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There’s been some speculation on this one. Is it actually coming? Will it be widescreen? Has Fox dumped it MOD program? Movies Unlimited now has it listed for pre-order with a release date of December 16. And they say it’ll be widescreen — good news, since the CinemaScope picture is unwatchable pan-and-scan.

From Hell To Texas (1958, also known at The Hell Bent Kid and The Manhunt) is a very good late-50s Western from Henry Hathaway, one that has never received the attention it deserves. Don Murray is excellent as the young man on the run, and he’s backed by a terrific cast: Diane Varsi, Chill Wills, Dennis Hopper, R.G. Armstrong and Jay C. Flippen.

This is the film that lead to Dennis Hopper being blackballed in Hollywood for nearly 10 years.

Dennis Hopper: “[Hathaway]’d give you line readings. I was now trying to ‘live in the moment’ and doing things without preconceived ideas, and I walked off the picture three times on location. He’d beg me to come back… So the last day on the picture… He said ‘We’re gonna do this scene till you do it my way’… we started about eight o’clock in the morning. Around eleven at night, after 85 takes, I finally cracked, and said ‘Okay, tell me what you want to do.’ I did it, then I walked out. It wasn’t like somebody sent a black ball around after that, but word got around that I wasn’t somebody you wanted to work with. Soon after that, I was dropped from my contract at Warner Bros. I went back to New York and I studied with Strasberg for five years. I didn’t have another major role in a studio picture for nearly 10 years, until Hathaway hired me again for The Sons Of Katie Elder in ’65.”*

* From an interview that appeared in Venice magazine.

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Public Service Announcement.

Just in time for Thanksgiving, Bob Hope (over a decade before Son Of Paleface) shows us how to carve a turkey. From an old issue of Hollywood magazine.

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Happy Thanksgiving.

Hope your Thanksgiving holiday is a good one, filled with turkey sandwiches and cowboy movies.

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Came across this book cover today: The Little Big Book The Lone Ranger Outwits Crazy Cougar. Written by George S. Elrick, who wrote a lot of these things, it was published by Whitman in 1968. I read this over and over as a kid — and I’m thinking it’s time to revisit it over Thanksgiving.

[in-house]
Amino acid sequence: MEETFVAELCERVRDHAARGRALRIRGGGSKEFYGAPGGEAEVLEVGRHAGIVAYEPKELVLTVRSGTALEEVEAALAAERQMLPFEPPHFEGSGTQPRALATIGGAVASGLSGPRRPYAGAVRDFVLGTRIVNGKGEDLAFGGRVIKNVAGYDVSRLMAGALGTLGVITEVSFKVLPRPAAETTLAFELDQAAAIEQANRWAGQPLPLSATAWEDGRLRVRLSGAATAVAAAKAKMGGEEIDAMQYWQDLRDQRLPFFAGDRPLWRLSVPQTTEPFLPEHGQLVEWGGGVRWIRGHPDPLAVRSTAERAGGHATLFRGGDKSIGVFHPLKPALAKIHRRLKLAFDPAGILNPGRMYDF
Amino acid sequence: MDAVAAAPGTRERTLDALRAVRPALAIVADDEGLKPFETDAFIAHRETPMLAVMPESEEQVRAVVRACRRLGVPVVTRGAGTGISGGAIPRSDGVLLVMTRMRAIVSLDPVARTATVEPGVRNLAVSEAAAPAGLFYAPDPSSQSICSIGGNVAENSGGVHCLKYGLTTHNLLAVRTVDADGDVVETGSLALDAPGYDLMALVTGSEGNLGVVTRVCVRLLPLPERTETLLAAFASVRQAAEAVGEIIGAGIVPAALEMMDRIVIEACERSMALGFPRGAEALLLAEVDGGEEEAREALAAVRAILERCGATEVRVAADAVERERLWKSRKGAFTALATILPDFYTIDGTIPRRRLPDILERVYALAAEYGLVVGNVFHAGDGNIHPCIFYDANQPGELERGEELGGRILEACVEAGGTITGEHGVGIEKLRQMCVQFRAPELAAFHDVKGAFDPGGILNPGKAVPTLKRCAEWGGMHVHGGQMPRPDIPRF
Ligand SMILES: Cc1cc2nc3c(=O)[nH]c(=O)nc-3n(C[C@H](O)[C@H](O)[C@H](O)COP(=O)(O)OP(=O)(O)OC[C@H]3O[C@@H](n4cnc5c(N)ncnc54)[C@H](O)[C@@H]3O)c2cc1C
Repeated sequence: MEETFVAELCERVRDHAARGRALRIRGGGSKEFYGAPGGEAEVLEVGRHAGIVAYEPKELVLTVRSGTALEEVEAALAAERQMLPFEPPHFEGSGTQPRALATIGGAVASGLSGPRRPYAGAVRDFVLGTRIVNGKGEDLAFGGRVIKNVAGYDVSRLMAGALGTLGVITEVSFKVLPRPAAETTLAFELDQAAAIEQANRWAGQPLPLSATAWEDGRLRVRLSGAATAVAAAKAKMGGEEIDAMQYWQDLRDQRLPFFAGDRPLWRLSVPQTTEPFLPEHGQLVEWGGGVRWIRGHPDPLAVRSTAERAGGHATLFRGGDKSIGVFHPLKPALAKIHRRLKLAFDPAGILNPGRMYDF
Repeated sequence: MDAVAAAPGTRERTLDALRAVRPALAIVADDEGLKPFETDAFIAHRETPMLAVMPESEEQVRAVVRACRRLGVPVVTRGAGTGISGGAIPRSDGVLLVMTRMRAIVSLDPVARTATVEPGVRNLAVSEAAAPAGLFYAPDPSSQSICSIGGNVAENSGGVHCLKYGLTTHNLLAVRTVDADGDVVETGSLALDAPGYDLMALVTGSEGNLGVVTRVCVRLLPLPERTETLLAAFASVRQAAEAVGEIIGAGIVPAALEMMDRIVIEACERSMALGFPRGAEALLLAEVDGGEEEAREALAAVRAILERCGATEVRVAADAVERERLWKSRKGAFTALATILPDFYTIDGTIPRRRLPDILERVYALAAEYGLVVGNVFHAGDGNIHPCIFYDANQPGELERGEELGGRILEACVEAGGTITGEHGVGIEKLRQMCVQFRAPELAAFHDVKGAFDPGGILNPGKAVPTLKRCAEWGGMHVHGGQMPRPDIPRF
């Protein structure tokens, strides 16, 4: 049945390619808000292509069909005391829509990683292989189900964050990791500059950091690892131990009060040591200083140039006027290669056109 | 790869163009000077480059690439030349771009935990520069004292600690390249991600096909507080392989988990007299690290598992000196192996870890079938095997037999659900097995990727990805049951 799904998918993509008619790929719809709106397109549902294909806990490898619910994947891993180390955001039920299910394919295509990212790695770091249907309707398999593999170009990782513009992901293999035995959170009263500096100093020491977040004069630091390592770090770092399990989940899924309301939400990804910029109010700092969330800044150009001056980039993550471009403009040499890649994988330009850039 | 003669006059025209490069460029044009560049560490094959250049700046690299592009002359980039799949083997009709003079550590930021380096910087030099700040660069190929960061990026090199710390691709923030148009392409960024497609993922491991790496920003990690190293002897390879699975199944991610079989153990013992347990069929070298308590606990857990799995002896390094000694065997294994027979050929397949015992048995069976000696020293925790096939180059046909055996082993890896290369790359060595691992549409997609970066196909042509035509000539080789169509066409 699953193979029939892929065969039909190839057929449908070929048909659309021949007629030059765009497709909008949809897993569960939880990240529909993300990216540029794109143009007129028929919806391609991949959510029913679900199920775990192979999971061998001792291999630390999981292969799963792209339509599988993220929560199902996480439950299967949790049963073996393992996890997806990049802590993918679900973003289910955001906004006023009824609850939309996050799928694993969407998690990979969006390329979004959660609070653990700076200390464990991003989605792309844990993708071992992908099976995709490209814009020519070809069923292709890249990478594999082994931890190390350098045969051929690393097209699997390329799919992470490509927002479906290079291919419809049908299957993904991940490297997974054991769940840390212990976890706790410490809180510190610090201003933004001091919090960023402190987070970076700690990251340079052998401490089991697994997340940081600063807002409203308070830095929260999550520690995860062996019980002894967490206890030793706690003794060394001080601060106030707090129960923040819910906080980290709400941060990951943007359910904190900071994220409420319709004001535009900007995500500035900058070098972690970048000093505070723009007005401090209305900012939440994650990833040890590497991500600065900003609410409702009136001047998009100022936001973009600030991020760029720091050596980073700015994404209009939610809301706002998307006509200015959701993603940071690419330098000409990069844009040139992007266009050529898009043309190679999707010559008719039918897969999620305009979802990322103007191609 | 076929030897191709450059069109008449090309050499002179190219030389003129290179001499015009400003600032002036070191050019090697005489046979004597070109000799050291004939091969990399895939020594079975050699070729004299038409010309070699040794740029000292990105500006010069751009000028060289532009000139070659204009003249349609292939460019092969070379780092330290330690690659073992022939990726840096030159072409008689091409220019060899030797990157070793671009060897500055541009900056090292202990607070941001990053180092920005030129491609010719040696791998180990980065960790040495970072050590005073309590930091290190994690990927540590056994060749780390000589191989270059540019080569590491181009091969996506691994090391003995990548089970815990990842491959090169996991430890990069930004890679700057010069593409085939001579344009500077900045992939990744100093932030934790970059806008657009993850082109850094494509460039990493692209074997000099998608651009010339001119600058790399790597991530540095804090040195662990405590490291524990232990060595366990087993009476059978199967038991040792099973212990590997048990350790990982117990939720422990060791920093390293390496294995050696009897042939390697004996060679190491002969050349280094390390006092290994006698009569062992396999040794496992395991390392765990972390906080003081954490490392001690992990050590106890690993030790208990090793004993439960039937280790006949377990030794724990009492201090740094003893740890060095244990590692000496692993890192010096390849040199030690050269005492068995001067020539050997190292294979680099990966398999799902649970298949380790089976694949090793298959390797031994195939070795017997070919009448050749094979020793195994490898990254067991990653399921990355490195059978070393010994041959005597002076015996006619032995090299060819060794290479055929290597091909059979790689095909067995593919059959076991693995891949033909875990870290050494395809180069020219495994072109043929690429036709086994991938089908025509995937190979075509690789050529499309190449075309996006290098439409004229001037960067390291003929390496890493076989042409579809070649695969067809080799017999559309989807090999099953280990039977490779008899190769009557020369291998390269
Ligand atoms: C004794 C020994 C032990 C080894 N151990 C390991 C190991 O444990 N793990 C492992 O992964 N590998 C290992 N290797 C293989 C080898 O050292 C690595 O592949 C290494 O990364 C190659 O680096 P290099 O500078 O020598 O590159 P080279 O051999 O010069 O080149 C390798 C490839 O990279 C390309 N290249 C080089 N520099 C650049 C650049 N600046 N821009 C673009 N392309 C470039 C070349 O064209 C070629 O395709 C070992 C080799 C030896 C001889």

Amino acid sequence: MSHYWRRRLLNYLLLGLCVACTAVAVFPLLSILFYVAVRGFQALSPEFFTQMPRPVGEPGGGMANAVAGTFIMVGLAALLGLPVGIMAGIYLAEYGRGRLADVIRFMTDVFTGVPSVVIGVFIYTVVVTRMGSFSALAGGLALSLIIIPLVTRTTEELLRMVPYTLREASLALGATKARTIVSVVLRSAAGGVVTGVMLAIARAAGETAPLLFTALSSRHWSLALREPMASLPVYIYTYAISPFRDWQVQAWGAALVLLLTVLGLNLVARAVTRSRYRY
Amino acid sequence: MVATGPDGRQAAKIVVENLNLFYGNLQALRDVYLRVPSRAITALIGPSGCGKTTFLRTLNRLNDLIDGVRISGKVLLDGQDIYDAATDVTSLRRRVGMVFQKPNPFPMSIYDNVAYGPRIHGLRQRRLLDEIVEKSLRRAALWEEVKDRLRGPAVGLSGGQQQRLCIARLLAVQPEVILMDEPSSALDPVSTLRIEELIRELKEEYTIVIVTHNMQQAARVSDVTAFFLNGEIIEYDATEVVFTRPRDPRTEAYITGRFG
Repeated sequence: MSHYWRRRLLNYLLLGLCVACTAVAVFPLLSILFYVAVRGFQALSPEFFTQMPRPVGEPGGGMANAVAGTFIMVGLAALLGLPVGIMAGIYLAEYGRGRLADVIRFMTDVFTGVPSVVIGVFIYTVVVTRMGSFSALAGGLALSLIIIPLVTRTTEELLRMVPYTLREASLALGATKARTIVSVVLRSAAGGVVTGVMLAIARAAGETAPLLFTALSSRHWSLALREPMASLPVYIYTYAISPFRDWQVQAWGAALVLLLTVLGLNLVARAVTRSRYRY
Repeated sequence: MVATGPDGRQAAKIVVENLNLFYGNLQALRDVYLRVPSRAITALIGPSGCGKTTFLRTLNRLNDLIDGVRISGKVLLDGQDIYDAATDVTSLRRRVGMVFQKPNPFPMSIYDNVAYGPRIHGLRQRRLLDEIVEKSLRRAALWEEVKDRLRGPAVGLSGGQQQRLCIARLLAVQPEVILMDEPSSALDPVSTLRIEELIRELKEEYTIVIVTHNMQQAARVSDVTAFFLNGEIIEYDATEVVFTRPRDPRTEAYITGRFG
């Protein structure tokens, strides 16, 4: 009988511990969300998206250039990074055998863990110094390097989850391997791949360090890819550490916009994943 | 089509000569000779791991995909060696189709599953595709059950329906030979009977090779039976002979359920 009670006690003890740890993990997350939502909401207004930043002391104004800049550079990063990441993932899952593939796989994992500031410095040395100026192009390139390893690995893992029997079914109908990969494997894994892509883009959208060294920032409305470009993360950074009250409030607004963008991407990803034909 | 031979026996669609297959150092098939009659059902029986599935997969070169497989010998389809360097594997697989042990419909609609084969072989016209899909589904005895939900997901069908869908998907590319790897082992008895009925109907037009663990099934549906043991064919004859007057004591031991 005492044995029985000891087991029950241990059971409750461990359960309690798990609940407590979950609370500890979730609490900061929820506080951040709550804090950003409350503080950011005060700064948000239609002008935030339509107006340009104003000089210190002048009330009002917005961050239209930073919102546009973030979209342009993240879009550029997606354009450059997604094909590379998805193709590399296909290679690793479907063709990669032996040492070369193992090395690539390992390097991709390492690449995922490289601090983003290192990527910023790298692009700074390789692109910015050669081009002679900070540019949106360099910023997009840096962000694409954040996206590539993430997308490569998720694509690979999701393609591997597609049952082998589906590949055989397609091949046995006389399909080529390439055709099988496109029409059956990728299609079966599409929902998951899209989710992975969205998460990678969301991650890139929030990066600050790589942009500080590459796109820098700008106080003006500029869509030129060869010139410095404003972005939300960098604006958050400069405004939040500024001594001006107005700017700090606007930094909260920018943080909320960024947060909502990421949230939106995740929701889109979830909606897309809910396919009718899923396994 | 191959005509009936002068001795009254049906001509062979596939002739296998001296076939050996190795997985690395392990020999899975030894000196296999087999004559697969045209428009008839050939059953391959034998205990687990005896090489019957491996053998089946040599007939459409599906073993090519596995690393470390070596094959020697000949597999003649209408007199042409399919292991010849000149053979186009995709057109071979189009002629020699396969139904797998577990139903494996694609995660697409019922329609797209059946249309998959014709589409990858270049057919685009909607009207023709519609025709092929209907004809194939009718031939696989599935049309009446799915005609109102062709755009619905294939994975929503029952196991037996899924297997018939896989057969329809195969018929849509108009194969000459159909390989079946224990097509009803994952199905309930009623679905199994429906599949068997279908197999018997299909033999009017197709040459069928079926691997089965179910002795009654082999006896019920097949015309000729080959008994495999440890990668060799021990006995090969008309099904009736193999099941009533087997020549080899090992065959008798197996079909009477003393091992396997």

Anybody else ever read this?

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This time of year, it seems like everybody’s trying to make you spend your money. Pre-holiday this, Black Friday that, spend the night at Walmart to save five bucks on a ten-dollar toaster. It’s pretty disgusting.

That said, I really think you should take advantage of VCI’s annual Holiday Sale.

As an example, you can get Silver Lode (1954), one of my favorite 50s Westerns, for just $2.40. If you haven’t seen this film, please go get one.

VCI boasts a number of cool 50s cowboy pictures, along with more Allan Dwan stuff (Slightly Scarlet, etc.), their Forgotten Noir series and tons of cool British films (ever seen Genevieve?). Good stuff.

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The Carolina Theatre in Durham, NC will run Delmer Daves’ 3:10 To Yuma (1957) on June 7, 2013. Is seven months enough advance notice?

If you’re the type that passes through this blog, I don’t have to tell you this is one of the crown jewels of 50s Westerns. Glenn Ford and Van Heflin were never better — and you’ll never look at Ford quite the same way again.

Also running that night is Clint Eastwood’s High Plains Drifter (1973), a film that seems to be getting a bit of a reappraisal of late. It deserves it. Though I’ve seen both of these films many, many times, this will be my first time in a theater. What a treat.